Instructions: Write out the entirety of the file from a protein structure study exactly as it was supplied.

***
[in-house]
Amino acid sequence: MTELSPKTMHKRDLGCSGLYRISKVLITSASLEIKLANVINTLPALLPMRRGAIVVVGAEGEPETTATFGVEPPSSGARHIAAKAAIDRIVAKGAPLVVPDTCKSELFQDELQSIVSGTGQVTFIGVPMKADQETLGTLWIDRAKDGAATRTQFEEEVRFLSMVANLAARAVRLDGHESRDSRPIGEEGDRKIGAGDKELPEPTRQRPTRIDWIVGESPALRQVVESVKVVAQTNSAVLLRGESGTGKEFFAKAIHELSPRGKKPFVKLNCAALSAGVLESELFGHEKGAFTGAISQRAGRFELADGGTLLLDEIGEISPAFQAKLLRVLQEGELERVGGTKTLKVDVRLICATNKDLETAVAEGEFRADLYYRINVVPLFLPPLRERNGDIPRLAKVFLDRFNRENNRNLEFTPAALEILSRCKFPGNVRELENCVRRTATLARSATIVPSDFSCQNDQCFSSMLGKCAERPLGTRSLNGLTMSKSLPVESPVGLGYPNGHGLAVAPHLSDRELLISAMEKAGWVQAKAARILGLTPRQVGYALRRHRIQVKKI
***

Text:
[in-house]
Amino acid sequence: MTELSPKTMHKRDLGCSGLYRISKVLITSASLEIKLANVINTLPALLPMRRGAIVVVGAEGEPETTATFGVEPPSSGARHIAAKAAIDRIVAKGAPLVVPDTCKSELFQDELQSIVSGTGQVTFIGVPMKADQETLGTLWIDRAKDGAATRTQFEEEVRFLSMVANLAARAVRLDGHESRDSRPIGEEGDRKIGAGDKELPEPTRQRPTRIDWIVGESPALRQVVESVKVVAQTNSAVLLRGESGTGKEFFAKAIHELSPRGKKPFVKLNCAALSAGVLESELFGHEKGAFTGAISQRAGRFELADGGTLLLDEIGEISPAFQAKLLRVLQEGELERVGGTKTLKVDVRLICATNKDLETAVAEGEFRADLYYRINVVPLFLPPLRERNGDIPRLAKVFLDRFNRENNRNLEFTPAALEILSRCKFPGNVRELENCVRRTATLARSATIVPSDFSCQNDQCFSSMLGKCAERPLGTRSLNGLTMSKSLPVESPVGLGYPNGHGLAVAPHLSDRELLISAMEKAGWVQAKAARILGLTPRQVGYALRRHRIQVKKI